Ken
      Location
      Sydney
      Date and time
      July 04, 2012, 9:58AM
    • @ joe / July 04, 2012, 9:42AM
      I'm Trying to find the LIKE button.

      Commenter
      Lippy Queen
      Date and time
      July 04, 2012, 10:04AM
    • @Joe. Yep spot on. Only problem with being right though is there's not a lot a thoughtful modern western citizen can do about it. Its everywhere (and I wouldn't suggest it shouldn't be).

      Commenter
      Peter
      Location
      Oz
      Date and time
      July 04, 2012, 10:23AM
    • @joe

      What is a sabretooth eggplant? Something you dreamt up along with your unsubstantiated theory about plastics being the death knell of of human health?

      Paleolithic man ate poultry, seafood, ruminants and many of the plants we eat now. Or perhaps you think those things just magically appeared on earth very recently? your ill-informed and cartoonish depiction of the diet of our ancestors would suggest so

      As for your questions about the health of paleo folk- the main causes of death amongst hunter-gatherers was bacteria, viruses and physical trauma. They were in good health. Once humans began to practice agriculture it all went south, including life expectency. And unlike you I'll provide evidence for my claims:
      http://www.ncbi.nlm.nih.gov/pubmed/19003886
      http://www.ditext.com/diamond/mistake.html
      http://books.google.com.au/books/about/The_Paleopathological_Evidence_Indicator.html?id=Gv0aLgEACAAJ&redir_esc=yvw
      http://thepaleodiet.com/published-research

      Our current life expectancy has nothing to do with a supposedly healthier diet (you may have noticed that obesity, heart disease and diabetes are on the rise) and everything to do with sanitation. Long life does not imply good health when people can be stuck together with prescription drugs. Quality of life matters more.

      When you claim people have been eating peanuts for a long time so that is proof they are fine, you show that you have no knowledge of human evolution, and little logic. Peanuts are modern cultivars, humans have been eating for less than 10,000 years which is the evolutionary equivelent of about 5 minutes ago. Tolerating a food does not mean it is healthy. If something is not acutely toxic, it does not mean it is harmless.

      But Joe says we don't need to worry about any of the science which suggest some foods are more suited to our biology than others- apparently it's all down to plastics and chemicals so we can just eat anything we want! Great!

      Commenter
      Jeff
      Date and time
      July 04, 2012, 7:33PM
    • \@joe

      What is a sabretooth eggplant? Something you dreamt up along with your unsubstantiated theory about plastics being the death knell of of human health?

      Paleolithic man ate poultry, seafood, ruminants and many of the plants we eat now. Or perhaps you think those things just magically appeared on earth very recently? your ill-informed and cartoonish depiction of the diet of our ancestors would suggest so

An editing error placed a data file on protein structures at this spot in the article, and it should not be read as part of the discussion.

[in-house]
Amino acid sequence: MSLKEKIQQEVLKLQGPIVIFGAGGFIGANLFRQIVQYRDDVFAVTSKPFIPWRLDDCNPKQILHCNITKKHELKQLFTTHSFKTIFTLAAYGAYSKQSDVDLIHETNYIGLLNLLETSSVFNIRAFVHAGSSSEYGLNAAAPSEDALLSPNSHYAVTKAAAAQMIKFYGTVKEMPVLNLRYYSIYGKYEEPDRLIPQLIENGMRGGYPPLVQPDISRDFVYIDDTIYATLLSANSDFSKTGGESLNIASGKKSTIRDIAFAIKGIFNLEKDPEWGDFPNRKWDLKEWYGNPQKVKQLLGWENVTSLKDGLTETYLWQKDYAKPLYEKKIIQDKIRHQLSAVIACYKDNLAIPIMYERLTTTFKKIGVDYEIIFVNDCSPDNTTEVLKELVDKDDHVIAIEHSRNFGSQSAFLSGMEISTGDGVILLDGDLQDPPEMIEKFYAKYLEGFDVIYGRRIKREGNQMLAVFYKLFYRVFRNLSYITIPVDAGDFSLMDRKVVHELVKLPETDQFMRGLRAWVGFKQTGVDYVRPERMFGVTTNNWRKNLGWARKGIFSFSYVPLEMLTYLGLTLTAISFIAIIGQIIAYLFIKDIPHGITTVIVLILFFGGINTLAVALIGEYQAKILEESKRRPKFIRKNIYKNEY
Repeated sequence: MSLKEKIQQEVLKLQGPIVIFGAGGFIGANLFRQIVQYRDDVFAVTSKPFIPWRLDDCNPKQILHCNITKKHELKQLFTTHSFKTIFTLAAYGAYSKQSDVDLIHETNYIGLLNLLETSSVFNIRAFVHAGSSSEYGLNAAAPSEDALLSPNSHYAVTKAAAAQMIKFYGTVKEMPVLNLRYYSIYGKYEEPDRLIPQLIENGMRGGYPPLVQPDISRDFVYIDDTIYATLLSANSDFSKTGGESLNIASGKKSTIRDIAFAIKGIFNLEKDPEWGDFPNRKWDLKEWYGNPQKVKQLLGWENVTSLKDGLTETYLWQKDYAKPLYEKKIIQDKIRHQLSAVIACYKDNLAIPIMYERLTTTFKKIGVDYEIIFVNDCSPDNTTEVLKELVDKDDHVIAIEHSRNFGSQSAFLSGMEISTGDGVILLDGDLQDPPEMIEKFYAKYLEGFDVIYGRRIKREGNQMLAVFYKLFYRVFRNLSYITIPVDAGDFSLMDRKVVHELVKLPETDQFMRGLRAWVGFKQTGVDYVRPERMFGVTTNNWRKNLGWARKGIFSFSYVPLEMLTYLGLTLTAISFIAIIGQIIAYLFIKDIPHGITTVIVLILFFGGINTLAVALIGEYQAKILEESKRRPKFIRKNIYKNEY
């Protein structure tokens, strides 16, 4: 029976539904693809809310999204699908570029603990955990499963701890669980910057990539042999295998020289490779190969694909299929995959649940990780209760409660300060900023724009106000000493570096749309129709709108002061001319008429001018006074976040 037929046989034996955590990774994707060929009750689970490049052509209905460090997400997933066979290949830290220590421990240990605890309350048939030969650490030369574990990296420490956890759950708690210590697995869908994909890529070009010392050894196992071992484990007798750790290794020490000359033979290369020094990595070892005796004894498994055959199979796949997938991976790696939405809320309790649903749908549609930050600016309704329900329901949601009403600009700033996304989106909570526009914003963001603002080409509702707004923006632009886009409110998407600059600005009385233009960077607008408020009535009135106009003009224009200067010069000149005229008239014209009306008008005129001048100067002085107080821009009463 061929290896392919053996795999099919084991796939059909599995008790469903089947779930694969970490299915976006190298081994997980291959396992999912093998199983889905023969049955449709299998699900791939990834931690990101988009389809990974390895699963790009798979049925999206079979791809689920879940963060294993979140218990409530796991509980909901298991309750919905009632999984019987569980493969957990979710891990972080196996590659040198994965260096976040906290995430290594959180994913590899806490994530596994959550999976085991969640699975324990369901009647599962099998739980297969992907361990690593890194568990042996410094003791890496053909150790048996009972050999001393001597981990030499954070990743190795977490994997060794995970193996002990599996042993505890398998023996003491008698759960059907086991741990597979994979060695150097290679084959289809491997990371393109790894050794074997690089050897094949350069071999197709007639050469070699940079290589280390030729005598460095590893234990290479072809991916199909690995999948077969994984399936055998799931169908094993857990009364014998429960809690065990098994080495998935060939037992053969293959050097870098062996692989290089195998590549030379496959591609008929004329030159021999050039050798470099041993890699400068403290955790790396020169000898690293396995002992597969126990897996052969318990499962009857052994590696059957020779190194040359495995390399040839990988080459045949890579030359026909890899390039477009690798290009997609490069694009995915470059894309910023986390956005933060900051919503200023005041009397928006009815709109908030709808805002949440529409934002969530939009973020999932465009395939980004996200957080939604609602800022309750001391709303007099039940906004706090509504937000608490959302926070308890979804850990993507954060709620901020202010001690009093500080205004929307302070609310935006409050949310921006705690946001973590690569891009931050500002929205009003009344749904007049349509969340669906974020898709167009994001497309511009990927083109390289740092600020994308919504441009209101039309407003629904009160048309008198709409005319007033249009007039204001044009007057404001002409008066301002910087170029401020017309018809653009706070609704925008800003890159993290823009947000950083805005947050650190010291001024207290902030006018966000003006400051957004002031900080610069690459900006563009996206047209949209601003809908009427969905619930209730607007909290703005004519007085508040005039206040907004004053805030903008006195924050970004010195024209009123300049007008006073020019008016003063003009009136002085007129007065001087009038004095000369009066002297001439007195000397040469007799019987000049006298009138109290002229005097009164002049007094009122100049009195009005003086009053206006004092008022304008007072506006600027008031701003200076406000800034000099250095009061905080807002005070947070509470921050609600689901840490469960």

As for your questions about the health of paleo folk- the main causes of death amongst hunter-gatherers was bacteria, viruses and physical trauma. They were in good health. Once humans began to practice agriculture it all went south, including life expectency. And unlike you I'll provide evidence for my claims:
      http://www.ncbi.nlm.nih.gov/pubmed/19003886
      http://www.ditext.com/diamond/mistake.html
      http://books.google.com.au/books/about/The_Paleopathological_Evidence_Indicator.html?id=Gv0aLgEACAAJ&redir_esc=yvw
      http://thepaleodiet.com/published-research

      Our current life expectancy has nothing to do with a supposedly healthier diet (you may have noticed that obesity, heart disease and diabetes are on the rise) and everything to do with sanitation. Long life does not imply good health when people can be stuck together with prescription drugs. Quality of life matters more.

      When you claim people have been eating peanuts for a long time so that is proof they are fine you show that you have no knowledge of human evolution, and little logic. Peanuts are modern cultivars, humans have been eating for less than 10,000 years which is the evolutionary equivelent of about 5 minutes ago. Tolerating a food does not mean it is healthy. If something is not acutely toxic, it does not mean it is harmless.

      But Joe says we don't need to worry about any of the science which suggest some foods are more suited to our biology than others- apparently it's all down to plastics and chemicals so we can just eat anything we want! Great!

      Commenter
      Jeff
      Date and time
      July 04, 2012, 7:40PM
    • @Ken

      "Err, Jeff. I'm pretty sure nuts, fish and grains have been part of our diet since time immemorial. In fact, it is red meat which is one of the latest additions to our common foods"

      What makes you 'pretty sure' of either of those things Ken?

      Certainly not knowledge of the historical record.

      Grain consumption goes back only 10,000 years-

      http://www.beyondveg.com/cordain-l/grains-leg/grains-legumes-1a.shtml

      Where is your evidence that red meat is one of our 'latest additions'?

      Commenter
      Jeff
      Date and time
      July 04, 2012, 7:47PM
    • The idea that grain consumption is only 10,000 years old has been challenged, e.g. http://www.sciencemag.org/content/326/5960/1680.abstract

      Commenter
      Paula
      Date and time
      July 04, 2012, 10:35PM
    • I can't access the full text but there are a few papers similar to this doing the rounds and are being held up as proof of paleolithic grain consumption.

      The abstract doesn't doesn't say that they were actually being consumed, only that it was found on tools. It was common for such grasses to be used as bedding.

      It's also important to note that the grains people are eating today are modern creations. Modern wheat for example is nothing like it's ancesteral counterpart, Einkorn, which doesn't provoke the same reaction in celiac's sufferers.

      http://www.ncbi.nlm.nih.gov/pubmed/17060124

      Collecting wild grains would also inevitably mean they would up make a smaller percentage of the diet. Only farming techniques could provide constant, high supply.

      Commenter
      Jeff
      Date and time
      July 05, 2012, 9:17PM